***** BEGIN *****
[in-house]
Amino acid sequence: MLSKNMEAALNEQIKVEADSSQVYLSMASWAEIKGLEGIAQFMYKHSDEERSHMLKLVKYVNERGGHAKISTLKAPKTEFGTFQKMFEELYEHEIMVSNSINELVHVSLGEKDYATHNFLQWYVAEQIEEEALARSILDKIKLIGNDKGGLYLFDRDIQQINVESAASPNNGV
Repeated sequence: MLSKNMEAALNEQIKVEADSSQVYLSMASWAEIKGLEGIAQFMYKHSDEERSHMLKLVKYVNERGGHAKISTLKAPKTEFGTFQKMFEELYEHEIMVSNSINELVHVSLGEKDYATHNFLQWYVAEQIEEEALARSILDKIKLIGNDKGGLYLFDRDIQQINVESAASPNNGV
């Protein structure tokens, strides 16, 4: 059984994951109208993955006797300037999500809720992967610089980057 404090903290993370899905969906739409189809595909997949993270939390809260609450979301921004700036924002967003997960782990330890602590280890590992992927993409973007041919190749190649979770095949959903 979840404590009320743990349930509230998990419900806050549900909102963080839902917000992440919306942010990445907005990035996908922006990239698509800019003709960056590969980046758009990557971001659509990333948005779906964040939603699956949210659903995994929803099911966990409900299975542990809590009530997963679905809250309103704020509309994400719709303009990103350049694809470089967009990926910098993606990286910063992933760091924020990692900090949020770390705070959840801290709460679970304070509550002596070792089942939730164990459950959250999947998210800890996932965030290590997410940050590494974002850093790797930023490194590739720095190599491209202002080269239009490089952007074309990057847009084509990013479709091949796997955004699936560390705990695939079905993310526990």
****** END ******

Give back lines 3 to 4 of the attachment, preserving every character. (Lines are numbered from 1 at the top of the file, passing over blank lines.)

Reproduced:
Repeated sequence: MLSKNMEAALNEQIKVEADSSQVYLSMASWAEIKGLEGIAQFMYKHSDEERSHMLKLVKYVNERGGHAKISTLKAPKTEFGTFQKMFEELYEHEIMVSNSINELVHVSLGEKDYATHNFLQWYVAEQIEEEALARSILDKIKLIGNDKGGLYLFDRDIQQINVESAASPNNGV
């Protein structure tokens, strides 16, 4: 059984994951109208993955006797300037999500809720992967610089980057 404090903290993370899905969906739409189809595909997949993270939390809260609450979301921004700036924002967003997960782990330890602590280890590992992927993409973007041919190749190649979770095949959903 979840404590009320743990349930509230998990419900806050549900909102963080839902917000992440919306942010990445907005990035996908922006990239698509800019003709960056590969980046758009990557971001659509990333948005779906964040939603699956949210659903995994929803099911966990409900299975542990809590009530997963679905809250309103704020509309994400719709303009990103350049694809470089967009990926910098993606990286910063992933760091924020990692900090949020770390705070959840801290709460679970304070509550002596070792089942939730164990459950959250999947998210800890996932965030290590997410940050590494974002850093790797930023490194590739720095190599491209202002080269239009490089952007074309990057847009084509990013479709091949796997955004699936560390705990695939079905993310526990």